The Mayan Calendar & Concept of Timeby Niclas Marie
The Mayans, known for being one of the most technologically advanced civilizations of their time, inhabited the regions of Central America and southern Mexico. Their most notable achievement was their intricate system of time, which consisted of three calendars. These calendars were known as the Long Year, the Solar Year, and the Tzolk'in. The Long Year calendar was used to measure long periods of time and is responsible for the 2012 predictions. The Solar Year is the calendar that most closely resembles our Gregorian calendar; The Tzolk'in calendar consisted of only 260 days and was used mostly for religious purposes. These calendars came under great scrutiny in 2012 due in part to the media portrayal of an "apocalyptic" prediction. However, after 2012 came and went without incident, historians began looking for the true meaning of why the Mayan calendar system ended on that date.
A Brief Overview
The Mayans were a very religious civilization spread out around modern day Belize, El Salvador, Honduras, Guatemala and areas of southern Mexico. They are well known for their advances in astronomy, mathematics and writing. They are most known for their two calendars; one tracked the solar year and one tracked the sacred year of 260 days. The Sacred year was used for religious reasons and to name children. It consisted of thirteen months; each with 20 days each. The Solar year is the year that we are most familiar with and still practice today. This calendar consisted of 365 days split into 18 months of 20 days each. These were further divided into cycles known as Katuns (around 19.7 years), Baktuns (roughly 395 years or 20 katuns), Pictuns (around 789 years or 20 baktuns), Calabtuns (usually around 158,000 years or 20 pictuns) and Kinchiltuns (which were around 3.16 million years or 20 calabtuns).
Concepts of Time
In order to track long periods of time, the Mayans developed what is known as the Long Calendar. The main function of the Long Calendar was to keep track of what the Mayans called the "Great Cycle", which was roughly 13 baktuns and was considered to be the average world age. In order to mark significant moments in time, the Mayans created glyphs that marked the beginning or eras or stories. These glyphs were then carved in stone and placed in sacred areas. The first three stones were said to be put in place by three of the Mayan Gods. In addition, they had names for every day except the last five days of the final month. These days were considered to be unlucky and were simply referred to as the xma kaba kin which means "days without name." These days came from the priests who changed the number of days in a cycle from 20 down to 18 for certain religious reasons.
The Tzolk'in is the official name for the Mayan religious calendar that consisted of 260 days; the days each had a name and a number from one to thirteen. It was primarily used for religious practices, predictions, and even infant naming. When a Mayan infant was born, he or she would be given the name that corresponded with their date of birth. The Tzolk'in is represented by three interlocking dials that correlate with the year, month and day. Modern Mayans still use this system today to mark special events such as weddings, religious ceremonies, holidays and coronations.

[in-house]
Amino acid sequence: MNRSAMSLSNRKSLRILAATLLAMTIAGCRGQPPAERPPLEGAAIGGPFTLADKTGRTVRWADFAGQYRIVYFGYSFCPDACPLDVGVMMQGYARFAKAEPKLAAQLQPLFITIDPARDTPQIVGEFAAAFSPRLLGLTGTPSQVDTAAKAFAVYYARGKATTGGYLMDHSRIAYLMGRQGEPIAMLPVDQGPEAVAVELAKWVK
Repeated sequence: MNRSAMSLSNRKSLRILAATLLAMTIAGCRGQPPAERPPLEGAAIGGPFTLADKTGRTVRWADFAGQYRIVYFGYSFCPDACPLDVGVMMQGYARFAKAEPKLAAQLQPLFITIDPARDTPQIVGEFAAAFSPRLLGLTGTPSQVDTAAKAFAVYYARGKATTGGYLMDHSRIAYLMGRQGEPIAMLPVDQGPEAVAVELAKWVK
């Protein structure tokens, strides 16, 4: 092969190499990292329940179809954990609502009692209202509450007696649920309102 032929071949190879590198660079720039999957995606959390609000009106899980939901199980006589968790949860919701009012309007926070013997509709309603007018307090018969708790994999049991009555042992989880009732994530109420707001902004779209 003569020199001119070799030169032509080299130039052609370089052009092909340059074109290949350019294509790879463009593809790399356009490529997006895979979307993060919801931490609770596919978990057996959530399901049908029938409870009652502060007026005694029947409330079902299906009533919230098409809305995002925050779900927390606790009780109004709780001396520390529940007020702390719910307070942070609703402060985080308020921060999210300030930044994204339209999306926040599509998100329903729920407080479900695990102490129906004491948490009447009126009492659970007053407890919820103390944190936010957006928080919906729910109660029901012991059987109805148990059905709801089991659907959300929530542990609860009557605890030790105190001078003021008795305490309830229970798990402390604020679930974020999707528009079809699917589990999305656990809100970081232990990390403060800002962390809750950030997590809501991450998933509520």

Influences on the Mayan Calendar
The two main Mayan calendars – the Haab and the Tzolk'in – had different influences in both their creation and interpretation. The Haab was also known as the solar calendar. Its main influences were agricultural cycles and seasonal changes. This calendar is known for containing the xma kaba kin. There are very few differences between the Haab and traditional calendars. The Tzolk'in represented the spiritual aspect of time. It used twenty round glyphs that intercepted thirteen numbers to indicate the different months and days. When the Haab and the Tzolk'in matched up, the Maya believed it was the end of a world cycle and the beginning of a new one.
Mayan Calendar and 2012
The year 2012 was first mentioned in the Mayan Long Calendar. Many people believed that this marked the end of the world. However, sources now say that it simply marked the end of the 13th baktun; the 13th baktun is the current cycle according to the Mayan Long Count calendar. This means, the Mayans meant the calendar to be reset in order to begin a new count rather than signifying any sort of event. Though the date of December 21st was widely accepted as the date of whatever event was supposed to occur, it is only mentioned on two archaeological dig sites. One site suggests that this marks a time of political change. Another site was illegible. Modern day Mayans denied knowledge of any major event that was set to occur on this date as well. Though it was theorized that an apocalypse of sorts would occur, 12/21/12 passed without incident.
- 2012: Fury of the gods or pure imagination?
- The 2012 Phenomenon (PDF)
- New Discovery about the Maya 2012 Date (PDF)
About the authorNiclas Marie is the founder and CEO of TimeCenter Online Scheduling and lives in Helsingborg, Sweden. He loves to code beautiful and simple web apps, and occasionally enjoys a game of blitz chess.
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